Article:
In August 2010 I was asking several composers to write a piece for udderbot, often adding a twist to make the request personal and interesting. I requested Mark Enslin, longtime teacher at SDaS, student of Ben Johnston, John Zorn, and Herbert Brün, collaborator, composer and playwright, to write a piece for udderbot as part of a one-man band.
Hard as I had tried, I did not anticipate the corporeal onslaught that followed. By October, Enslin had produced a piece for 17 instruments—udderbot, trombone, umbrella, tambourine, hi hat, bass drum, guiro, cymbal between the knees, flipper, plastic jug, police whistle, train whistle, harmonica, candy wrapper, finger cymbals, poem, 52-tube tubulon, and a poem by Indigo Crespighi previously used for Safety Nets I of 17 Tone Piano Project fame. That performance, I garnered an applause simply in the act of walking onstage. I didn’t get very far; the tubulon was especially heavy, and all the rehearsal time had gone to constructing the outfit.
By January, Enslin had completed a color-coded score made in Microsoft Word—avoidance of standard notation programs is thematic in his work—and I set to work learning the off-kilter melodies and decoding the complex rhythms, even making a guide track. By my estimation, performing this piece is the hardest thing I have ever tried to do. I don’t feel I have yet done it justice, yet I know that many of Mark’s pieces are foolproof in this peculiar way; no matter the impossibility of the score, the theatre of the attempt always fascinates.
The performance here is from a festival of Enslin’s work in September 2011. It is about the best I have managed to do…but I am far from finished with Safety Nets II.
So-called hit single from “An Udderbot Xmas” (unfinished, 2007). Jacob Barton on udderbots, vocals, gong (that’s all there is!).
Amateuroso music video created Xmas 2010 by JAB+TES3+Leaves of Grass.
STEREO FIELDAGE: use headphones or decent speakers to honor your attentiveness.
TUNING NOTE: This piece is tuned to an 11-note subset of 19 equal divisions of the octave, a “kleismic” chain of minor thirds.
METRIC NOTE: As drawn poorly on the pavement, the udderbot drum machine moves *smoothly* from a 16-beat pattern to a 17-beat pattern by way of 11 (nexus at 2:05), using the same kind of process used to generate the tuning, but applied to rhythm. Credit due to Erv Wilson and others.
I have been selected as a finalist to participate in the YouTube Symphony Orchestra, an orchestra composed of people selected by video audition from all over the world who will gather in Sydney, Australia under the direction of Michael Tilson Thomas.
As an udderbot player, I was ineligible for a spot in the symphony proper, but was eligible for the Improvisation category, open to any instrument. I think my audition turned out…well! What makes it a real contender is the yet-unrealized novelty & potential of the udderbot itself.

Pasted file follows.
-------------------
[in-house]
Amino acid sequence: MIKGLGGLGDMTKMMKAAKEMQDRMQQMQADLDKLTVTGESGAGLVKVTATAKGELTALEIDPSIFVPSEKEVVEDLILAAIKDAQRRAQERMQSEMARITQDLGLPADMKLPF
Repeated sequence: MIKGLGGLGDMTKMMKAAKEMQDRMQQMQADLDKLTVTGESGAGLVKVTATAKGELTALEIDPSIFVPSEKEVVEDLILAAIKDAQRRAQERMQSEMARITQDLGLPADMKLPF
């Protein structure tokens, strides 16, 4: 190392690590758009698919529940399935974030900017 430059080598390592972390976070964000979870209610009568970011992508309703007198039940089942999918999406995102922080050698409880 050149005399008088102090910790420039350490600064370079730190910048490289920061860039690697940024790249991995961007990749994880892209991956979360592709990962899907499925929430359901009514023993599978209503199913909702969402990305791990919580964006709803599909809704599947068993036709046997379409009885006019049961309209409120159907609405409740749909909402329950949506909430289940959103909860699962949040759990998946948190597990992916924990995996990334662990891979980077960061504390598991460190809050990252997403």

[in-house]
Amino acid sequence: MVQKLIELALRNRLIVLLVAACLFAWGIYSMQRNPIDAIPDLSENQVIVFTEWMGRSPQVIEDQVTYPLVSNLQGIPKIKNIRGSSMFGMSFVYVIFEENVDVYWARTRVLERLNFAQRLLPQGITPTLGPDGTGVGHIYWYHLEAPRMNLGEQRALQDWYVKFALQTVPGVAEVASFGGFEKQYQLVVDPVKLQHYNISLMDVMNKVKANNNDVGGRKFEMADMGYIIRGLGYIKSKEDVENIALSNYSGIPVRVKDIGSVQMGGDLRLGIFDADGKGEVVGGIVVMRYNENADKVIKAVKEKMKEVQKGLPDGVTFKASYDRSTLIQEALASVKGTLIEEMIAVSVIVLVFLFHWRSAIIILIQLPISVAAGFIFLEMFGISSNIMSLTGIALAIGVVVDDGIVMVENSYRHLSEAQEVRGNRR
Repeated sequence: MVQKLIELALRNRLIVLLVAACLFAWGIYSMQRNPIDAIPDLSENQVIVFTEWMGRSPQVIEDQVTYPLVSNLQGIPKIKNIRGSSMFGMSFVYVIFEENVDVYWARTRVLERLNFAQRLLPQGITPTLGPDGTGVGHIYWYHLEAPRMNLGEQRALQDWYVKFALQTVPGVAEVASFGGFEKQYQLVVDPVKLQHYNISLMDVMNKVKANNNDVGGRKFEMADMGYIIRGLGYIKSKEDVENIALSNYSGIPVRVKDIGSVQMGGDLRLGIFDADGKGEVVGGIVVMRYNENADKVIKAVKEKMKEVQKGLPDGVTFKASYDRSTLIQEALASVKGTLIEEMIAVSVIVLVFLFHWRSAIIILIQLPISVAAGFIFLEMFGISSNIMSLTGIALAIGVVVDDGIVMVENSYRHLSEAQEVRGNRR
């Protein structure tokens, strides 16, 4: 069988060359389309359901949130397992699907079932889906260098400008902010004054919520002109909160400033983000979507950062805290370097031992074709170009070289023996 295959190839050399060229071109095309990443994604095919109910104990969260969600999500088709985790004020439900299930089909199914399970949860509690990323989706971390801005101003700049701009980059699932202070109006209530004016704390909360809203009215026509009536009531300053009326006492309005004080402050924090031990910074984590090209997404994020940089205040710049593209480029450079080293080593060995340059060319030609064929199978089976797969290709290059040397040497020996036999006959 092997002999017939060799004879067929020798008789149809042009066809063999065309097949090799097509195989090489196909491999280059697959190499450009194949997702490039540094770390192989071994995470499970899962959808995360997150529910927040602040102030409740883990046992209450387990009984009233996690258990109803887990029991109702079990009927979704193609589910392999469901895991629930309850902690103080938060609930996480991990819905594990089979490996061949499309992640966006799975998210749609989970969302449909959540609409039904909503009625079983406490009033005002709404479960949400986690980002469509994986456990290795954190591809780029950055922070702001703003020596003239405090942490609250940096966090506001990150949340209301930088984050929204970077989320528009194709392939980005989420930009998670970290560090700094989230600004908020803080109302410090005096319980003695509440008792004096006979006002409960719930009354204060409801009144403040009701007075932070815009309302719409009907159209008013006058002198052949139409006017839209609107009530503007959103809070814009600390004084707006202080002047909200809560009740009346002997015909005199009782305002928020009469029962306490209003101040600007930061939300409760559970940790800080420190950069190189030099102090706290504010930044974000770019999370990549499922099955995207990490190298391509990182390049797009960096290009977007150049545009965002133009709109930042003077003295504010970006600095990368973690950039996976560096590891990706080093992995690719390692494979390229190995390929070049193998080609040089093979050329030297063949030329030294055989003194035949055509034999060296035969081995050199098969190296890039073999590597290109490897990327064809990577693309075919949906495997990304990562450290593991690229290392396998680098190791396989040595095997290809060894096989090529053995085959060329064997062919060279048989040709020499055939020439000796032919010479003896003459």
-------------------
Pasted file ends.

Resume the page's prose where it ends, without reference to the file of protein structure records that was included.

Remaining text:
This week folks can vote for their favorite auditions in each category. Go to http://goo.gl/InLwu to vote for mine & view all the excellent finalist videos.
UPdate: There is also now a Facebook event for this message.
Champaign-Urbana, July 30, 2010—Multi-instrumentalist and composer Jacob Barton is happy to present his first full-length concert featuring the “udderbot”, a unique slide woodwind instrument invented in 2005.
A joint project of OddMusic-UC and UnTwelve, the concert will feature adaptations of pre-existing music and new music commissioned especially for the occasion. Sixteen composers, half of them Champaign-Urbana residents, participated in the commissioning project.
The recital will take place at 8 PM on Friday, August 20, 2010, at the Urbana-Champaign Independent Media Center. Admission is a $10-15 sliding scale, with no one turned away for lack of funds. RSVPing is encouraged.
Made of a glass bottle, a rubber glove, and water, the udderbot’s quirky appearance and unassuming timbre make it a “friendly” instrument; however, with a range greater than the concert flute’s, the udderbot is no mere novelty. The recital will feature music for solo udderbot player; udderbot with electronics; chamber music with traditional instruments; and multiple udderbots. The udderbot will substitute for its electronic predecessor, the theremin, for the oldest piece on this recital, Martinu’s “Fantasie” from 1944. A majority of the music being performed is “microtonal”, i.e. using notes and intervals that fall “between the keys” of the piano (but are no trouble at all for the udderbot).
Jacob Barton, the udderbot’s chief advocate and only known virtuoso, grew up in Virginia Beach, VA, where his musical hunger led him to learn piano, saxophone, clarinet, bassoon, and musical saw. He studied composition at Rice University, where he received a BMI Student Composer Award for “Xenharmonic Variations on a Theme by Mozart”. His passion for instrument building led serendipitously to the collaborative invention and development of the udderbot, which continues even today. Since 2005, Jacob has played the udderbot in traditional bands, children’s concerts, experimental music venues, theater productions, New York City subway stations, and humanitarian clowning missions in Ecuador.
The recital is a joint presentation between UnTwelve, a Midwest-based organization dedicated to exploring the musical frontiers beyond the 12-note system, and OddMusic-UC, a new compositional co-op and musical instrument library out of the UC-IMC. OddMusic-UC aims to increase everyone’s access to unusual musical experiences, offering radio programs, performances, and instrument making workshops. The udderbot can be built in under an hour using materials available at a hardware store; even so, learning the udderbot takes significantly more time and effort. Jacob will be leading an all-ages udderbot marching band with OddMusic-UC this fall.